The Land of the Savior: Óscar Romero and the Reform of Agriculture
This study approaches Óscar Romero by attending to his intimate involvement in and concern for the problematic surrounding the reform of Salvadoran agriculture and the conflict over property and possession underlying it. In this study, I situate Romero in relation to the concentration of landholding and the production of landlessness in El Salvador over the course of the twentieth century, and I examine his participation in the longstanding societal and ecclesial debate about agrarian reform provoked by these realities. I try to show how close attention to agrarian reform and what was at stake in it can illumine not only the conflict that occasioned Romero’s martyrdom but the meaning of the martyrdom itself.
Understanding Romero’s involvement in the debate about agrarian reform requires sustained attention to how it takes its bearings from the line of thinking about property and possession for which Pope Leo XIII’s 1891 encyclical Rerum novarum stands as a new beginning. The enclyclical tradition developing out of Leo’s pontificate is commonly referred to as Catholic social doctrine or Catholic social teaching. Romero’s and the Church’s participation in the debate about agrarian reform in El Salvador is unintelligible apart from it.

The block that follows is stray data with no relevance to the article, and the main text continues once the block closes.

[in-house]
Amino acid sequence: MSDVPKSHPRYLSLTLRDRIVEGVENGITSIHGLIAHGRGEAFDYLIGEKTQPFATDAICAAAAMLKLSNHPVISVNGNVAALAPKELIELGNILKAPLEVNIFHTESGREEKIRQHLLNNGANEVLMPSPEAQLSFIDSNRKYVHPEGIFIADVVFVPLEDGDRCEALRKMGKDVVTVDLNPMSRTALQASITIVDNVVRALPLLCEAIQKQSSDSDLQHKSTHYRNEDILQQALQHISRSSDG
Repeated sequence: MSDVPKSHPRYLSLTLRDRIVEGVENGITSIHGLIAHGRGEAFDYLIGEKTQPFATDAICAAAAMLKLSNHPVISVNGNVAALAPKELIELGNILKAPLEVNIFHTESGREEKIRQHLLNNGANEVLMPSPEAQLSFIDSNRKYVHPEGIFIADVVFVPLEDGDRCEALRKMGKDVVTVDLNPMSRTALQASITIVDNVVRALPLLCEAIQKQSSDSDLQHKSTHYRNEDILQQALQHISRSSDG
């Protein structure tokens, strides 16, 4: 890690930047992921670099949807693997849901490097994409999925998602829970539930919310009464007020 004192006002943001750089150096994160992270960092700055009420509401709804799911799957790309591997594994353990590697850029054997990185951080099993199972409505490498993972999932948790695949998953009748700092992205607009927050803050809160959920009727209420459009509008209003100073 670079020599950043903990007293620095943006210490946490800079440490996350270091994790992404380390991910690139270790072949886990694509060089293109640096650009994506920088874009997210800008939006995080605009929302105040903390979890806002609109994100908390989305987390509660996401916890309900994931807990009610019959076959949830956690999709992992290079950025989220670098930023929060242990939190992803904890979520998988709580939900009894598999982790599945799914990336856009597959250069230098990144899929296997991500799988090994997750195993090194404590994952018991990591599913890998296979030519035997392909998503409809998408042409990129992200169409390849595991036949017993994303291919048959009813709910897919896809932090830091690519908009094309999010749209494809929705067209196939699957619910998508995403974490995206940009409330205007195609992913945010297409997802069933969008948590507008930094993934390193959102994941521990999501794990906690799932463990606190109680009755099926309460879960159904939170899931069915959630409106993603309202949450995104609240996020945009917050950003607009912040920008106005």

What Romero and the encyclical tradition share, I argue, is an understanding of creation as a common gift, from which follows a distinctive construal of property and the demands of justice with respect to possessing it. On this view, property does not name, as it is often taken to mean, the enclosure of what is common for the exclusive use of its possessors—something to be held by them over and against others. Rather, property and everything related to its holding derive from the claim that creation is a gift given to human creatures in common. The acknowledgement of creation as a common gift gives rise to what I describe in this study as a politics of common use, of which agrarian reform is one expression.
In Romero’s El Salvador, those who took the truth of creation as common gift seriously—those who spoke out against or opposed the ubiquity of the concentration of land and who clamored for agrarian reform so that the landless and land-poor could have access to land to cultivate for subsistence—suffered greatly as a consequence. I argue that, among other things, their suffering shows how, under the conditions of sin and violence, those who work to ensure that others have access to what is theirs in justice often risk laying down their lives in charity. In other words, they witness to the way that God’s work to restore creation has a cruciform shape. Therefore, while the advocacy for agrarian reform begins with the understanding of creation as common gift, the testimony to this truth in word and in deed points to the telos of the gift and the common life in the crucified and risen Lord in which it participates
Latin American studies
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